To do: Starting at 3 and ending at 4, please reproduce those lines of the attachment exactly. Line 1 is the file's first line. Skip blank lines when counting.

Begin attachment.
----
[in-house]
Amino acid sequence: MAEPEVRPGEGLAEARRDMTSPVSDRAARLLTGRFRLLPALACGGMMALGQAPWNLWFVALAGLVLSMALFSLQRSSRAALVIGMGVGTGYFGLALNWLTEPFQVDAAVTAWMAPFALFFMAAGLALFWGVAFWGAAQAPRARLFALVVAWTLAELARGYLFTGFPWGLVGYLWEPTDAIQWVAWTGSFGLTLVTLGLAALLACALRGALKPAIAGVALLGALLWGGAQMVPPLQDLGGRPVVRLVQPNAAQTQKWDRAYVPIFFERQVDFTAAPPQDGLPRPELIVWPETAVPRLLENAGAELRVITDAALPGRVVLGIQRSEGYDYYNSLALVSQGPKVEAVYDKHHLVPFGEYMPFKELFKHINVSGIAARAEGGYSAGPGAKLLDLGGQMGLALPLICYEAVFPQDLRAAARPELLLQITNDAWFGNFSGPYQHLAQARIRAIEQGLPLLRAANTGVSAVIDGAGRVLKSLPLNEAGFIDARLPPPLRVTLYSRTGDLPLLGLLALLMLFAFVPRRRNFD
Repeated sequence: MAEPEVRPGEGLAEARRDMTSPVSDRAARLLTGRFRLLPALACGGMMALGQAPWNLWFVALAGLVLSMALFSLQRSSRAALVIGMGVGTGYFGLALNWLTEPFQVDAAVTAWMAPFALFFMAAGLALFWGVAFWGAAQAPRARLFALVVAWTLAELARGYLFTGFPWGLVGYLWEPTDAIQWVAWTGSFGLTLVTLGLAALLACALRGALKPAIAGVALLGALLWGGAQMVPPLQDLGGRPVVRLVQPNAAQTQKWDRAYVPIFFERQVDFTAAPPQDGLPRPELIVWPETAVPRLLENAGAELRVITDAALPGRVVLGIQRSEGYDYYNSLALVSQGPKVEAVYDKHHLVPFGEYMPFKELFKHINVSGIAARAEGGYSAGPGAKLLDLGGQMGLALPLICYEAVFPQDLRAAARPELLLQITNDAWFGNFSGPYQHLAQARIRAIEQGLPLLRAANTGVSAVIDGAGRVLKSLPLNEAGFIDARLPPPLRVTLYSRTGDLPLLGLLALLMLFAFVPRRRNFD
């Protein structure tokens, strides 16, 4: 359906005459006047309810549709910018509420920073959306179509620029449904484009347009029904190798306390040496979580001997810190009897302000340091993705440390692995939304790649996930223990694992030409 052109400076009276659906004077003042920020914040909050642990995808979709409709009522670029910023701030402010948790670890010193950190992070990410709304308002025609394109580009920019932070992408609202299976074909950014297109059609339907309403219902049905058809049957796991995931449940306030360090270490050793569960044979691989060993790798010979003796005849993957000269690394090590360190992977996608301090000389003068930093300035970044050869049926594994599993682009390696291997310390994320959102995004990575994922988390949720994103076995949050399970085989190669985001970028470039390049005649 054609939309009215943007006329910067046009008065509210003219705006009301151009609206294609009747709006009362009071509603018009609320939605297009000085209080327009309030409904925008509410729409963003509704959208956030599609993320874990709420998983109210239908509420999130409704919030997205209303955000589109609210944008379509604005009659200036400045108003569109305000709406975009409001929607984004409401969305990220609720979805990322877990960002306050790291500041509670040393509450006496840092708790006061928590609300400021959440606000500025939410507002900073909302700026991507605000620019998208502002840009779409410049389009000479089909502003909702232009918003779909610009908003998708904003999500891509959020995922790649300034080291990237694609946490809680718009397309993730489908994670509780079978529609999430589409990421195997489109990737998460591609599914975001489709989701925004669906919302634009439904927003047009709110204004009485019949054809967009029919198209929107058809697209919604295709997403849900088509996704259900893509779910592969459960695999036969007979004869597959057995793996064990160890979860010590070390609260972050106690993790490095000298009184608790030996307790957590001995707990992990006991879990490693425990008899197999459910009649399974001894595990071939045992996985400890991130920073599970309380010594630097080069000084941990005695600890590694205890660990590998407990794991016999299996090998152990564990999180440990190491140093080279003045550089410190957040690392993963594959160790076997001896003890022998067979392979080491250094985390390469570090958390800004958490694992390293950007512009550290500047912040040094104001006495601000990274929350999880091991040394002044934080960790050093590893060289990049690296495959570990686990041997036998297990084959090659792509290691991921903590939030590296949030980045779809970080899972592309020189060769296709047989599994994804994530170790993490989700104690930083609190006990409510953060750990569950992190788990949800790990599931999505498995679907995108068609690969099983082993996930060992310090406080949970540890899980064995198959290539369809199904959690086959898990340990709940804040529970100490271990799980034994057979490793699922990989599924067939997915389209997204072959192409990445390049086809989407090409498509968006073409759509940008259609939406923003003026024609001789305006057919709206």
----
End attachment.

Repeated sequence: MAEPEVRPGEGLAEARRDMTSPVSDRAARLLTGRFRLLPALACGGMMALGQAPWNLWFVALAGLVLSMALFSLQRSSRAALVIGMGVGTGYFGLALNWLTEPFQVDAAVTAWMAPFALFFMAAGLALFWGVAFWGAAQAPRARLFALVVAWTLAELARGYLFTGFPWGLVGYLWEPTDAIQWVAWTGSFGLTLVTLGLAALLACALRGALKPAIAGVALLGALLWGGAQMVPPLQDLGGRPVVRLVQPNAAQTQKWDRAYVPIFFERQVDFTAAPPQDGLPRPELIVWPETAVPRLLENAGAELRVITDAALPGRVVLGIQRSEGYDYYNSLALVSQGPKVEAVYDKHHLVPFGEYMPFKELFKHINVSGIAARAEGGYSAGPGAKLLDLGGQMGLALPLICYEAVFPQDLRAAARPELLLQITNDAWFGNFSGPYQHLAQARIRAIEQGLPLLRAANTGVSAVIDGAGRVLKSLPLNEAGFIDARLPPPLRVTLYSRTGDLPLLGLLALLMLFAFVPRRRNFD
């Protein structure tokens, strides 16, 4: 359906005459006047309810549709910018509420920073959306179509620029449904484009347009029904190798306390040496979580001997810190009897302000340091993705440390692995939304790649996930223990694992030409 052109400076009276659906004077003042920020914040909050642990995808979709409709009522670029910023701030402010948790670890010193950190992070990410709304308002025609394109580009920019932070992408609202299976074909950014297109059609339907309403219902049905058809049957796991995931449940306030360090270490050793569960044979691989060993790798010979003796005849993957000269690394090590360190992977996608301090000389003068930093300035970044050869049926594994599993682009390696291997310390994320959102995004990575994922988390949720994103076995949050399970085989190669985001970028470039390049005649 054609939309009215943007006329910067046009008065509210003219705006009301151009609206294609009747709006009362009071509603018009609320939605297009000085209080327009309030409904925008509410729409963003509704959208956030599609993320874990709420998983109210239908509420999130409704919030997205209303955000589109609210944008379509604005009659200036400045108003569109305000709406975009409001929607984004409401969305990220609720979805990322877990960002306050790291500041509670040393509450006496840092708790006061928590609300400021959440606000500025939410507002900073909302700026991507605000620019998208502002840009779409410049389009000479089909502003909702232009918003779909610009908003998708904003999500891509959020995922790649300034080291990237694609946490809680718009397309993730489908994670509780079978529609999430589409990421195997489109990737998460591609599914975001489709989701925004669906919302634009439904927003047009709110204004009485019949054809967009029919198209929107058809697209919604295709997403849900088509996704259900893509779910592969459960695999036969007979004869597959057995793996064990160890979860010590070390609260972050106690993790490095000298009184608790030996307790957590001995707990992990006991879990490693425990008899197999459910009649399974001894595990071939045992996985400890991130920073599970309380010594630097080069000084941990005695600890590694205890660990590998407990794991016999299996090998152990564990999180440990190491140093080279003045550089410190957040690392993963594959160790076997001896003890022998067979392979080491250094985390390469570090958390800004958490694992390293950007512009550290500047912040040094104001006495601000990274929350999880091991040394002044934080960790050093590893060289990049690296495959570990686990041997036998297990084959090659792509290691991921903590939030590296949030980045779809970080899972592309020189060769296709047989599994994804994530170790993490989700104690930083609190006990409510953060750990569950992190788990949800790990599931999505498995679907995108068609690969099983082993996930060992310090406080949970540890899980064995198959290539369809199904959690086959898990340990709940804040529970100490271990799980034994057979490793699922990989599924067939997915389209997204072959192409990445390049086809989407090409498509968006073409759509940008259609939406923003003026024609001789305006057919709206």